Playful calculation : tangible coding for visual calculation
Author(s)Ham, Derek (Derek Allen)
Tangible coding for visual calculation
Massachusetts Institute of Technology. Department of Architecture.
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Play and calculation are often considered to be at odds. Play embraces the wildness of youth, imagination, and a sense of freedom. Calculation, to most, represents rigor, mechanistic behavior, and following inflexible rules. This work seeks to challenge these notions by putting play and calculation together. Design activities are one such place where individuals can be playful with the rigor and firmness of calculation. Shape grammars demonstrate this most eloquently by providing a playful system of design inquiry based on rules and schemas. Through embedding and shape emergence, designers can enter into a state of play or what Huizinga calls the "magic circle." It is in this magic circle that we also find Caillois's categories of play: alea, agôn, mimicry, and ilinx. The culmination of these activities found in the design process is what I call "playful calculation." In this research, I have developed a visual calculation game based on the principles of shape grammars. This game serves as a precedent for ways to teach design in schools of art and architecture; it also serves as a device to instruct young children (K-12) on rule based designed processes. This dissertation includes the findings of a five-month study conducted at the Boston Children's Museum. In the spirit of Piaget and Vygotsky, I use play to analyze the behavior of young children and to see how they creatively interact with materials. The children did the expected and the unexpected, giving insight into ways we can teach the arts and design. This body of work provides a fresh take on design and STEAM (Science, Technology, Engineering, Arts, and Math) education. Most promoters of the STEAM movement suggest adding the arts to an already packed STEM curriculum. This study views the arts (and design) as having the same rigor and basis in calculation as STEM fields. In fact, there are many ways to calculate, and visual calculation with shape grammars is the key to this understanding. In this research, I bring shape grammars into the discussion of K-12 education reform. With shape grammars we find a brand new lens to view art and design education through playful interaction.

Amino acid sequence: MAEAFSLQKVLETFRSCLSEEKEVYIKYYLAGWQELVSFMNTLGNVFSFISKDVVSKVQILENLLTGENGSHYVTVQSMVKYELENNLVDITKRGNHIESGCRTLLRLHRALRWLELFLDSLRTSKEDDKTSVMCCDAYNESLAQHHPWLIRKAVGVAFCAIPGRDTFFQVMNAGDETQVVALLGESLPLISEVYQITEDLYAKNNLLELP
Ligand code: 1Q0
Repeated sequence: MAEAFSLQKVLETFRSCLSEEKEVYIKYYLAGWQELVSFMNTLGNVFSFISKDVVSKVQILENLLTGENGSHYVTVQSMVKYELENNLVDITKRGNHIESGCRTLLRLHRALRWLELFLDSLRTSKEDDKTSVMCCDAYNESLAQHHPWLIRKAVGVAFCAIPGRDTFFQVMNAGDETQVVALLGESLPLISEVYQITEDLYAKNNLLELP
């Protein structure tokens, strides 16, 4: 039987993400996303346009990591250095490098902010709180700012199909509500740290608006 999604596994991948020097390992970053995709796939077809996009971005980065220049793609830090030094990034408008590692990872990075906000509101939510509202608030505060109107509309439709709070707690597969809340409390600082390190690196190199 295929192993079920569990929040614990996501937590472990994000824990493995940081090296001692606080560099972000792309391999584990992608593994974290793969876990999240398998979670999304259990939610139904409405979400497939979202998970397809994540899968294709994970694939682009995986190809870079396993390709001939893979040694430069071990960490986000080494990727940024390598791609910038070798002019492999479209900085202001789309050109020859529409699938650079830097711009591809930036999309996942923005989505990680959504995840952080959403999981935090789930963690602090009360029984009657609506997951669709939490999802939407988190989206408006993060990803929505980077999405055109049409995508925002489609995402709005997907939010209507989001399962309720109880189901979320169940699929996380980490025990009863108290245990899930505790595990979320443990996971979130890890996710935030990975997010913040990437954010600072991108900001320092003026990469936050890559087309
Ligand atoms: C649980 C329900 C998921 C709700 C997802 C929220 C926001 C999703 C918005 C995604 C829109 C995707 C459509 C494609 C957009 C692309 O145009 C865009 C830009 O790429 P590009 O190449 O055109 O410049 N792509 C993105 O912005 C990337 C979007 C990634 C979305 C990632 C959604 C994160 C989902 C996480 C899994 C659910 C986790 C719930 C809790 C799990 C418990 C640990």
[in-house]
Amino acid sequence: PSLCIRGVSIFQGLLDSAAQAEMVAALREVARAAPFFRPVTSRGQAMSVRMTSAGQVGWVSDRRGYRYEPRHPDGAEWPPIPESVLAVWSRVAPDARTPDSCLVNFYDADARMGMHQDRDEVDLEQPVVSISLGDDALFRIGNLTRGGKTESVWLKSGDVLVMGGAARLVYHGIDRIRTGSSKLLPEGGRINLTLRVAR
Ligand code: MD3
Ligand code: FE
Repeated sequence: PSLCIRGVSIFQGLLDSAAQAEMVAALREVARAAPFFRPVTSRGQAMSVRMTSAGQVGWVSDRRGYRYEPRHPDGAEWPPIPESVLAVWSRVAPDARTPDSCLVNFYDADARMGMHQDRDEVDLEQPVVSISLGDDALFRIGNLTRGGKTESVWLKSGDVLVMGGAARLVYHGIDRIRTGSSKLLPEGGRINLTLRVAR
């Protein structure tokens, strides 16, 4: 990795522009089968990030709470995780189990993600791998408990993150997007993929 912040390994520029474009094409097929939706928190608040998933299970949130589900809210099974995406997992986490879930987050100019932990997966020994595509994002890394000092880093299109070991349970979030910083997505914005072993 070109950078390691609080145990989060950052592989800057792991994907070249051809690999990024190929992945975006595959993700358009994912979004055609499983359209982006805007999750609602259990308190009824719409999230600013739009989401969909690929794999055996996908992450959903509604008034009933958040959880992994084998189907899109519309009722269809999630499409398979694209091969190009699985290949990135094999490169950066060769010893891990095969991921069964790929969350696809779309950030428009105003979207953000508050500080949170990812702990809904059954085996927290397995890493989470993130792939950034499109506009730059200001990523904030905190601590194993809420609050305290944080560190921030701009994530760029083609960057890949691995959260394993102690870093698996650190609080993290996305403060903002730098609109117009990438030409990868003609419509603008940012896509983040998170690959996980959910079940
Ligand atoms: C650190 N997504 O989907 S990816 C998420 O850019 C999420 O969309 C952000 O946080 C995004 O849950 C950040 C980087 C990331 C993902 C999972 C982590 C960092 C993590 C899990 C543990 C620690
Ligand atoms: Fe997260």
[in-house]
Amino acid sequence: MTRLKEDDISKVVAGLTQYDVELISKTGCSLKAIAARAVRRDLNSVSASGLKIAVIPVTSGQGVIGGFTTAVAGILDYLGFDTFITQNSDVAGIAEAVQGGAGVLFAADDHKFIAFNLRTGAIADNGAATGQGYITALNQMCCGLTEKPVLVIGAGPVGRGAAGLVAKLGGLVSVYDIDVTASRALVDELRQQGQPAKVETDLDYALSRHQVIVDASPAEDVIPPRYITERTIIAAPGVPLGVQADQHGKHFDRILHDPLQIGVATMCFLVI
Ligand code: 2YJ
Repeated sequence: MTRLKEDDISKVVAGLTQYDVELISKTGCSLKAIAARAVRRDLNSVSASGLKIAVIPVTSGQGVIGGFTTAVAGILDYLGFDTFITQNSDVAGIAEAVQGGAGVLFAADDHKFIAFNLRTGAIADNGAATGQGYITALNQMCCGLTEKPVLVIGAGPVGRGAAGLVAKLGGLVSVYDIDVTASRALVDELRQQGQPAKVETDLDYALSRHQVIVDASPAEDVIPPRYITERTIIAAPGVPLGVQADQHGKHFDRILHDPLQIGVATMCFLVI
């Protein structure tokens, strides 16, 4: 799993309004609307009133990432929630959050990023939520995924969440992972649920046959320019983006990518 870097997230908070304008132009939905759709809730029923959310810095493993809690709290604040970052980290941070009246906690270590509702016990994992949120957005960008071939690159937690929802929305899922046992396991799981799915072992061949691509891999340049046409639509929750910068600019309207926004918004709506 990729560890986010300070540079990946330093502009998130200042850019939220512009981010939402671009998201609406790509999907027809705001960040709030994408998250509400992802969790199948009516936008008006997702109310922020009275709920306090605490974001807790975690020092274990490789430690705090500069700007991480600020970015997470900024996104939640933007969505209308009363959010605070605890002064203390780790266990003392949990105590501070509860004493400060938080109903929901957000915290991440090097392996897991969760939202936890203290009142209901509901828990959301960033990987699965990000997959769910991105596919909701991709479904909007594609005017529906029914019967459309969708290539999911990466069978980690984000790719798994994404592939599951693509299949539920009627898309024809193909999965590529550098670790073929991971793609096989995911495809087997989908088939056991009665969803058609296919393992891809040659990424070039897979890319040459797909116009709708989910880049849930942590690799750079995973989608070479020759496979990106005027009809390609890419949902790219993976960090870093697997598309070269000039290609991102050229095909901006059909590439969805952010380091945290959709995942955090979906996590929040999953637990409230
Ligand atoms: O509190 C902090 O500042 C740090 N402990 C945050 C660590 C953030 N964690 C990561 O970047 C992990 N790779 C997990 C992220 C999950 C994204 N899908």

Thesis: Ph. D. in Design and Computation, Massachusetts Institute of Technology, Department of Architecture, 2015.Cataloged from PDF version of thesis.Includes bibliographical references (pages 189-194).
DepartmentMassachusetts Institute of Technology. Department of Architecture.
Massachusetts Institute of Technology